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ConflictsNorth Korea

North Korea slams South's aid-for-disarmament offer

August 19, 2022

Kim Yo Jong, the sister of North Korean leader Kim Jong Un, has rejected South Korea's offer of economic assistance in exchange for denuclearization.

Kim Yo Jong, sister of North Korean leader Kim Jong Un, delivers a speech during the national meeting against the coronavirus, in Pyongyang.
Kim Yo Jong's comments came days after Pyongyang threatened to "wipe out" Seoul authorities over a recent COVID-19 outbreakImage: Korean Central News Agency/Korea News Service/AP/picture alliance

North Korean leader Kim Jong Un's sister has dismissed South Korea's offer of economic benefits in exchange for denuclearization steps, calling it the "height of absurdity."

Kim Yo Jong on Friday questioned the sincerity of the South's push for improved bilateral ties while calling out Seoul's military drills with the United States and its inability to restrict activists from flying  anti-Pyongyang propaganda leaflets and other objects over their border.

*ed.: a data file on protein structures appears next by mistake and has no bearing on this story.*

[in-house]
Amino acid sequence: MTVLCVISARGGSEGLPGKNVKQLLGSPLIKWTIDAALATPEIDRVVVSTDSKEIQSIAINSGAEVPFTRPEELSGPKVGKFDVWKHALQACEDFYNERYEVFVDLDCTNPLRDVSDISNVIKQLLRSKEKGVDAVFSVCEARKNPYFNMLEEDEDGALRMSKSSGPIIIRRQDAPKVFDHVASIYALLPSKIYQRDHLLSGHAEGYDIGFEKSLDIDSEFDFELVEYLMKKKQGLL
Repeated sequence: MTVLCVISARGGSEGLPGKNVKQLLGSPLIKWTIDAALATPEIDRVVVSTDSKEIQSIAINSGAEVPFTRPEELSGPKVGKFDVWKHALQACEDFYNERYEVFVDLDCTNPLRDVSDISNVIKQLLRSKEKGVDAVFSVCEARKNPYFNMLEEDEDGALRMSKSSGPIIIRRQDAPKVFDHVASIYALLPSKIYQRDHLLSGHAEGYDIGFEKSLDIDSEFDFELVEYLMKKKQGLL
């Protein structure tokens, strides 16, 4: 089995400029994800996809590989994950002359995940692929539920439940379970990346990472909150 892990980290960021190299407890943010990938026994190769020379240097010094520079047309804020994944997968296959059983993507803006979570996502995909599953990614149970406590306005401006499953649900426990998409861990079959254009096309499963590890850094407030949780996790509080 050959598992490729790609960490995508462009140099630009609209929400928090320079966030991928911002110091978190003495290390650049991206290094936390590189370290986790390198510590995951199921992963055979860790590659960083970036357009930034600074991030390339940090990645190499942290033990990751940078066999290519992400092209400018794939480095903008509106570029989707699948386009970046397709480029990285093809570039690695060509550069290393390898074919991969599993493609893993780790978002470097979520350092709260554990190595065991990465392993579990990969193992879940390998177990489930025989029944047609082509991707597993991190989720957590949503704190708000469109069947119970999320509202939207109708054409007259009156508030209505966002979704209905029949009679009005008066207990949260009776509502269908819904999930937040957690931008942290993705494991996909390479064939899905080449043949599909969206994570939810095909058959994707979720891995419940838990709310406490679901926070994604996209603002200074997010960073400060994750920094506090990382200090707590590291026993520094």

What is Seoul seeking to achieve?

In May this year, South Korea's President Yoon Suk-yeol said that Seoul was "prepared to work with the international community to present an audacious plan that will vastly strengthen North Korea's economy and improve the quality of life for its people."

During his 100th day in office on Wednesday, Yoon once again stressed on his keenness to provide phased economic assistance to Pyongyang if it ended nuclear weapons development and began denuclearization.

"To think that the plan to barter 'economic cooperation' for our honor, (our) nukes, is the great dream, hope and plan of Yoon, we came to realize that he is really simple and still childish," Yo Jong said in a statement published by the official Korea Central News Agency.

"Though he may knock at the door with what large plan in the future as his "bold plan" does not work, we make it clear that we will not sit face to face with him," she added.

North Korea marks 'Victory Day'

Kim Yo Jong's comments came days after Pyongyang threatened to "wipe out" authorities in Seoul over a recent COVID-19 outbreak.

Pyongyang tried to blame the outbreak on a rare act of protest in the South that is a frequent cause of complaint: balloons with propaganda messages launched towards the North by defector activists. Pyongyang sought to claim the COVID cases were carried via these balloons, not the rather more likely and efficient transmission vector of people. 

The remarks also come as officials in the United States and South Korea continue to warn that North Korea is gearing up to conduct what could be its seventh nuclear test.

dvv/kb (AFP, AP, Reuters)